Liverpool boss Jurgen Klopp has stated vehemently that he is not scared of being sacked after Liverpool lost 4-1 to Napoli in their first game of the 2022/23 Champions League season.
Klopp shades Chelsea owner while responding to if Liverpool will sack him like Tuchel
Liverpool have like Chelsea, endured a torrid start to the season, and on Wednesday night lost 4-1 in their Champions League opener with Napoli.
Hours after Chelsea's leadership relieved Thomas Tuchel of his duties at Stamford Bridge, Klopp's side replicated Chelsea's start to the Champions League - a defeat, with the German asked if he was worried about suffering a similar fate Tuchel had suffered.
The defeat in Naples that saw the hosts go 4-0 up before Luis Diaz scored a consolation for the Reds.
It marked a continuation of disappointing results this season which have seen them lose to Manchester United, and draw with Fulham, Crystal Palace and Everton in the Premier League.
Liverpool owners are not like Chelsea's
Klopp despite picking up just two victories from seven games across all competitions this season, however, has taken a swipe at Chelsea, stating that Liverpool's owners - Fenway Sports Group - do not act like Chelsea's American proprietor Todd Boehly.
"Not really, but who knows?" Klopp said, reacting to a question about his future at Anfield. "The difference is we have different kinds of owners. Ours are more calm and expect me to sort it and not think that someone else will.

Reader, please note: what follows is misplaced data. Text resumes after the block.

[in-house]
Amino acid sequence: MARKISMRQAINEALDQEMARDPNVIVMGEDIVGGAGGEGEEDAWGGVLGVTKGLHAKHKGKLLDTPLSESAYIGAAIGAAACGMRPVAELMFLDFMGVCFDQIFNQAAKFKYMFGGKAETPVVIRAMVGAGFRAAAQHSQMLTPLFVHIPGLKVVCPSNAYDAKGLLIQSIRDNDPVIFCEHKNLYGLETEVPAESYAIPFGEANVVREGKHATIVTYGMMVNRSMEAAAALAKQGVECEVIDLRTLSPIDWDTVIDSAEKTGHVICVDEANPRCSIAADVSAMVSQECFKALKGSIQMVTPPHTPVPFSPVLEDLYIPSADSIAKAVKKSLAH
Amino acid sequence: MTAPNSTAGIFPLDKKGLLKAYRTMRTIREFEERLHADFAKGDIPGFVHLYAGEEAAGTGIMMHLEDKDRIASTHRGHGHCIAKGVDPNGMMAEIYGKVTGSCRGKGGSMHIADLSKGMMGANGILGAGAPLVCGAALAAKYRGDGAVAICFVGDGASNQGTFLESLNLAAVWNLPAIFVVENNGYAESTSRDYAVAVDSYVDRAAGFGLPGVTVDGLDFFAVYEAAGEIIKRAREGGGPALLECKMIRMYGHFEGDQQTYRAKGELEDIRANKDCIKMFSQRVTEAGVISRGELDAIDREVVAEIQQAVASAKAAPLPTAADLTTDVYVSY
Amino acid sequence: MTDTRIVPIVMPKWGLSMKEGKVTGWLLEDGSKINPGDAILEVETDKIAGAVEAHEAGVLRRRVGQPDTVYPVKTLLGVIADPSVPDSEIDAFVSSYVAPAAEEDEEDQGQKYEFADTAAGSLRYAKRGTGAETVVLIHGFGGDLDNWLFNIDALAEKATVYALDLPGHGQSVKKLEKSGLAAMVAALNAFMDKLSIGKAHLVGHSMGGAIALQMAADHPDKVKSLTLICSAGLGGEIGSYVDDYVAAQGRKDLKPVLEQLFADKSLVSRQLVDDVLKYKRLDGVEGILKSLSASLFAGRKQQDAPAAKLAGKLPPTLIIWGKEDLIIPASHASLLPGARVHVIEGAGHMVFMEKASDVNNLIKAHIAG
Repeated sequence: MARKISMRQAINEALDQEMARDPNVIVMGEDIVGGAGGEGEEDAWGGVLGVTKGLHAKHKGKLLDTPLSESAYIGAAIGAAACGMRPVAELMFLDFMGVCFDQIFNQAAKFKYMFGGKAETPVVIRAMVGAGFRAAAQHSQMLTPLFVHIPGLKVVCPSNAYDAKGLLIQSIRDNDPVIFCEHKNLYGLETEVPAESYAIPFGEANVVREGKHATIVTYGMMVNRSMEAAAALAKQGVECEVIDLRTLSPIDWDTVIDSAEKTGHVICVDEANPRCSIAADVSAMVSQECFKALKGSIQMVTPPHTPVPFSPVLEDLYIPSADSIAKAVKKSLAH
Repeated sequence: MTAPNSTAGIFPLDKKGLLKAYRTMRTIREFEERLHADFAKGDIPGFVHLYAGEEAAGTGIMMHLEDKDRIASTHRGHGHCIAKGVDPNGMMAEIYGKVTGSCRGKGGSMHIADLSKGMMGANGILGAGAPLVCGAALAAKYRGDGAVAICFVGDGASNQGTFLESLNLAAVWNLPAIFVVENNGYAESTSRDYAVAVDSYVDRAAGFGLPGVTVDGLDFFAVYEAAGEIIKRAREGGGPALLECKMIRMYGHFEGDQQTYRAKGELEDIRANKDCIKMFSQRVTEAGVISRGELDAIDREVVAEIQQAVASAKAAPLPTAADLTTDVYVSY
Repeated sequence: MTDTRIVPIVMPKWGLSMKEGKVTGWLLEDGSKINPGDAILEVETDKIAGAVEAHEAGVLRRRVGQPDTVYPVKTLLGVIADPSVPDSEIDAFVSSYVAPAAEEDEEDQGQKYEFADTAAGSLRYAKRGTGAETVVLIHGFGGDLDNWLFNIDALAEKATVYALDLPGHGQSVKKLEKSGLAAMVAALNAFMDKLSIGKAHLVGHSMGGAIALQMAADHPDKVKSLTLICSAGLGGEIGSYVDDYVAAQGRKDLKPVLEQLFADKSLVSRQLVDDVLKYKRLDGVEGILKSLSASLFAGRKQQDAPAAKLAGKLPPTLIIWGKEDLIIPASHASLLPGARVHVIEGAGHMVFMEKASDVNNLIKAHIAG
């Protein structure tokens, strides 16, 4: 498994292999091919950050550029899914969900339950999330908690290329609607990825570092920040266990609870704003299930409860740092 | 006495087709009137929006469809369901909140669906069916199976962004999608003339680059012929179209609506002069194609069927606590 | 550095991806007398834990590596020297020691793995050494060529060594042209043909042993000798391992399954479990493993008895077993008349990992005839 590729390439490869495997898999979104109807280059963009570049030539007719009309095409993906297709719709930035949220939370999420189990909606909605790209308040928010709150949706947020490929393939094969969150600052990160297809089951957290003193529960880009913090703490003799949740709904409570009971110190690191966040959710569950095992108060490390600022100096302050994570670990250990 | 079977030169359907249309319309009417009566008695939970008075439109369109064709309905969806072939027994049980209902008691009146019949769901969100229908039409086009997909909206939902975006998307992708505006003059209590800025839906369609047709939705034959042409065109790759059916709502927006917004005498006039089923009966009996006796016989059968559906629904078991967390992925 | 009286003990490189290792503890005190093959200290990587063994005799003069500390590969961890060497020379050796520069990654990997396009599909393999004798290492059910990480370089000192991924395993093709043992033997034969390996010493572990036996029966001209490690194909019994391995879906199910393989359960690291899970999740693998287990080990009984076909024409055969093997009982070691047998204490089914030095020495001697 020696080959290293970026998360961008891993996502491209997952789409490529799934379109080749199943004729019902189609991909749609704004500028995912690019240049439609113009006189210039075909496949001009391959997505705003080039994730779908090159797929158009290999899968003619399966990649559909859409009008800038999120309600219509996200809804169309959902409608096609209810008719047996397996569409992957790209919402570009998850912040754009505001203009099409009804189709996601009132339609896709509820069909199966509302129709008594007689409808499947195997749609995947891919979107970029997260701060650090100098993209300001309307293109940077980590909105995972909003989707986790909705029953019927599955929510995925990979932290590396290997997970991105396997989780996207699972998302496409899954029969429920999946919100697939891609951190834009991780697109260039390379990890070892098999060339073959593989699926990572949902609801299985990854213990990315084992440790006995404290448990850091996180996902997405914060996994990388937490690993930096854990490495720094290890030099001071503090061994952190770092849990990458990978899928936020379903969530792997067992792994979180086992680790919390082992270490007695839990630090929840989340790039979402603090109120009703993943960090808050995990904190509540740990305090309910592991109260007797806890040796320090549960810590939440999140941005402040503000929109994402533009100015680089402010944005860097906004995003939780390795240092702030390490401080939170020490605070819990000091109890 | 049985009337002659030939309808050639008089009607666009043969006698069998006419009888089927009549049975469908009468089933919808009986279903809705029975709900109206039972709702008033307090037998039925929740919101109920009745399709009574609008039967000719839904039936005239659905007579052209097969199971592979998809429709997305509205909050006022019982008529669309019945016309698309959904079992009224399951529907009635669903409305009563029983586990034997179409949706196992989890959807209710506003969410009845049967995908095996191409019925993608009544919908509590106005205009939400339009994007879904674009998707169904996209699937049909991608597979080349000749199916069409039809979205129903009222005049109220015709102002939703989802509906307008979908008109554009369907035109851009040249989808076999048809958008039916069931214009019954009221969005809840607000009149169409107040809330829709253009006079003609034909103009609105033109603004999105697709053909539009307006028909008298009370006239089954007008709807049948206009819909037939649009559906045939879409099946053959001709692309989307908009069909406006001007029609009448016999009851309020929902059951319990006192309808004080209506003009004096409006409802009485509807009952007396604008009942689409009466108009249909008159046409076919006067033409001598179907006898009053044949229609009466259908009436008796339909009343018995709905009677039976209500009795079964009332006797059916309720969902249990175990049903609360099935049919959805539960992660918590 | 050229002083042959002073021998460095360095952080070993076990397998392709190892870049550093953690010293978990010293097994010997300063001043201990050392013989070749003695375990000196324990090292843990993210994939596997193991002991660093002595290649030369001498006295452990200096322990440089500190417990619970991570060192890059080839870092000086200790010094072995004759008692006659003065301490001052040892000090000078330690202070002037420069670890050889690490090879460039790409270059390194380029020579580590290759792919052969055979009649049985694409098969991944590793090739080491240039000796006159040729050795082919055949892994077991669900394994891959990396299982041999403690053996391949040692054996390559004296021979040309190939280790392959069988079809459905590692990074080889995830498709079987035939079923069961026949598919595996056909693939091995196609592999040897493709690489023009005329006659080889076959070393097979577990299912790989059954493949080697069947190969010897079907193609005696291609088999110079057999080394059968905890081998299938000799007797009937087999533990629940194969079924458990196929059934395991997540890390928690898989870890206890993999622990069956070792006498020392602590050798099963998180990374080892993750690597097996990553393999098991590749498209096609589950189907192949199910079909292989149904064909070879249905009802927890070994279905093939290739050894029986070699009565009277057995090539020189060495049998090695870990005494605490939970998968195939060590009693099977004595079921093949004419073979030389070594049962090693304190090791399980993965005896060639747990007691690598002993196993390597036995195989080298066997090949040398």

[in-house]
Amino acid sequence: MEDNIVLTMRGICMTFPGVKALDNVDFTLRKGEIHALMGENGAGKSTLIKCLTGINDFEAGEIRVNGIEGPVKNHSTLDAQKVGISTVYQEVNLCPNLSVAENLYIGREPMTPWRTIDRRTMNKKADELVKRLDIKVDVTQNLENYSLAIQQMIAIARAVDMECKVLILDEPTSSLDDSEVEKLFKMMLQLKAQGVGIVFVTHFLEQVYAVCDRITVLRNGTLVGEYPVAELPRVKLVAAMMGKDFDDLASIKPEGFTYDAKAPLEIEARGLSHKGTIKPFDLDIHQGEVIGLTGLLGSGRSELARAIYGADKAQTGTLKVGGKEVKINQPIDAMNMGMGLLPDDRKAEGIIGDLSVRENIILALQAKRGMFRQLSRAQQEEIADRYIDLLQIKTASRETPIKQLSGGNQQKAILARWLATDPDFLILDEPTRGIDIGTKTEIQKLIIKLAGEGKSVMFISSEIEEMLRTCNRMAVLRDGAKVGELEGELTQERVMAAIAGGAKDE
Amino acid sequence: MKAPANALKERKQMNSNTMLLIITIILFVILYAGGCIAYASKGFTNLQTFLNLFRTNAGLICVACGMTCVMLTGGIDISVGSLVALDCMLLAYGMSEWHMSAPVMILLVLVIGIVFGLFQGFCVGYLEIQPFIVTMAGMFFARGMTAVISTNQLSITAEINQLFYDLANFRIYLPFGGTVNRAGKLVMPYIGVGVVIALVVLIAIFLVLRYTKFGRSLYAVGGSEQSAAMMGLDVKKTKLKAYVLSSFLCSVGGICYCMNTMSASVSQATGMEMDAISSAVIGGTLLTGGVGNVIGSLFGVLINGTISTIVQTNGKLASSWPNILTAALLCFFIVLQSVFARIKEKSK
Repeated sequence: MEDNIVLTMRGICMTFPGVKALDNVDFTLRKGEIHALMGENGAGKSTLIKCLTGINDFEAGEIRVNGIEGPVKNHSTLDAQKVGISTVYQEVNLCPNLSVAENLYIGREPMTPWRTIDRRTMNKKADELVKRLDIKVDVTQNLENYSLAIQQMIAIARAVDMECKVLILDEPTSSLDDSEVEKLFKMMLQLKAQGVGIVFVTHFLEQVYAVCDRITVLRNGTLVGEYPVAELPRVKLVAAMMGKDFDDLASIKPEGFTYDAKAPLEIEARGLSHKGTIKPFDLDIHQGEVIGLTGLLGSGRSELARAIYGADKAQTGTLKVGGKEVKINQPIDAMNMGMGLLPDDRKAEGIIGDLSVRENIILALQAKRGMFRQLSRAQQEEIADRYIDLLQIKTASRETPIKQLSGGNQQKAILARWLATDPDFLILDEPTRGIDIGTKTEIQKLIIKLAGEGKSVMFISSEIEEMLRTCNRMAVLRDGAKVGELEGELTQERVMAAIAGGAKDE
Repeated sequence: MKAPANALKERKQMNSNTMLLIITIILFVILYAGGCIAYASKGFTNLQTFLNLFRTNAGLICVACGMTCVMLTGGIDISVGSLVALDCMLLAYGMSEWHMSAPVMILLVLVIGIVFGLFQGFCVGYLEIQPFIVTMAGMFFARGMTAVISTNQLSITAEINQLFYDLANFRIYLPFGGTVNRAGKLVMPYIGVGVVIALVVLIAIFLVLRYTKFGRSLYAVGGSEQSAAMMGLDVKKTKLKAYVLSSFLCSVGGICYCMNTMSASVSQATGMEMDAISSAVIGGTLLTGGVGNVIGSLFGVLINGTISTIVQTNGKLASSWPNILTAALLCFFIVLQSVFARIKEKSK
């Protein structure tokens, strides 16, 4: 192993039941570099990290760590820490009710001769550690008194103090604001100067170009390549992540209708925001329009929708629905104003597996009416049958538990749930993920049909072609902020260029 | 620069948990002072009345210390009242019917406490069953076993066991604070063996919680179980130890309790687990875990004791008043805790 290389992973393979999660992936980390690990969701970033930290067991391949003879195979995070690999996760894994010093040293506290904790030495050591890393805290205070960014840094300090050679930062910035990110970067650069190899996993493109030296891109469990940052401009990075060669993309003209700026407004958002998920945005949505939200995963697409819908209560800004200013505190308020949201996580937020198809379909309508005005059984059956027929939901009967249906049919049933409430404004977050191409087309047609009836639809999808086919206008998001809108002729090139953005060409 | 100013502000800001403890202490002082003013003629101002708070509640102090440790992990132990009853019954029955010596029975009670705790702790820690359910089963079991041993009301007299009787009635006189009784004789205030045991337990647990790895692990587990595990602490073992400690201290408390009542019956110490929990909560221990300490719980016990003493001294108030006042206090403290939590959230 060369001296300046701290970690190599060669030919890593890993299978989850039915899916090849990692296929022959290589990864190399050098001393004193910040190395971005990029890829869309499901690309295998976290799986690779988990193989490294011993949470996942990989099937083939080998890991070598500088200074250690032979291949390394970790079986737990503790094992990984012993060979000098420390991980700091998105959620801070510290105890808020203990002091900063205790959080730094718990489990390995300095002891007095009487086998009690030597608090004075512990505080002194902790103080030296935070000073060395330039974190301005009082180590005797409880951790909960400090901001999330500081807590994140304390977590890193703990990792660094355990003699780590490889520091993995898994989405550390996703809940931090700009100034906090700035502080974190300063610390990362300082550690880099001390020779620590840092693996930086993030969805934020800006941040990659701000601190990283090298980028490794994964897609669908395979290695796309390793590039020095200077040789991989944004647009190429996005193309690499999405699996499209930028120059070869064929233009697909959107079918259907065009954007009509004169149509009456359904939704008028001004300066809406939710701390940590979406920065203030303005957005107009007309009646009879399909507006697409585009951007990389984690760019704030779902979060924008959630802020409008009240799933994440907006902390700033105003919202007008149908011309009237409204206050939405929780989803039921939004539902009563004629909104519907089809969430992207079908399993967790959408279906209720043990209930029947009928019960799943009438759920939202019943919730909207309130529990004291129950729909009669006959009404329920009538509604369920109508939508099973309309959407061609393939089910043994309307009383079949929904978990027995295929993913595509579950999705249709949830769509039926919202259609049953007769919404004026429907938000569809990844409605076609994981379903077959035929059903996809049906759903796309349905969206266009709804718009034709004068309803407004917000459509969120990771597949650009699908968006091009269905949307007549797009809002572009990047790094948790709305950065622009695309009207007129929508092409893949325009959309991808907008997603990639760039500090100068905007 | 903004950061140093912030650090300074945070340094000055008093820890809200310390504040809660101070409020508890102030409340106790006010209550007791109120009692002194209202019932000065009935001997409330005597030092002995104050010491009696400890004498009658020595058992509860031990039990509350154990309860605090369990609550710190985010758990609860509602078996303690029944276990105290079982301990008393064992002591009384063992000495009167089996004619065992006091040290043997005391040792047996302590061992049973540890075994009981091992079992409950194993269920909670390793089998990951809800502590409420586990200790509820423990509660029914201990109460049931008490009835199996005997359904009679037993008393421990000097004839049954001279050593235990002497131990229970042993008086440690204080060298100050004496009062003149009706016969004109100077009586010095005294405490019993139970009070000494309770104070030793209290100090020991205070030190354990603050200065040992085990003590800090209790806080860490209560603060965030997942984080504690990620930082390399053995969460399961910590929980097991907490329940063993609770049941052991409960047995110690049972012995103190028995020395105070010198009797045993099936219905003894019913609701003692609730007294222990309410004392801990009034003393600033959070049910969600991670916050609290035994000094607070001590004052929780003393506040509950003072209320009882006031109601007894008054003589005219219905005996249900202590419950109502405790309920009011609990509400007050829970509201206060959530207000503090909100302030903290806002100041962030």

"That's how they see it. The day they change their thoughts they might tell me."
Klopp reveals Liverpool's problem
The Liverpool manager also expressed his opinion that his team's difficulties this year are not related to the high defensive line they have continued to employ.
Instead, according to Klopp, the true problems are up front with an attack and midfield that don't exert enough pressure on the opposition when they lose possession of the ball.
"[The high line] is a risk when there's no pressure on the ball but that's usually not the case," Klopp added. "We need it to be compact. The problem was we never got close to putting them under pressure.
"You don't think a lot after games, you react more but I said we need to reinvent ourselves because the basic things aren't there. It's a tough time for us, there is no doubt about that. If you're not playing exceptionally well you can still defend on a top level.
"It's not that we need to invent a new kind of football but everyone would be happy if we can play similar stuff that we used to do. It was the least compact I've seen us for a long, long time. Napoli were good but we made it easier for them."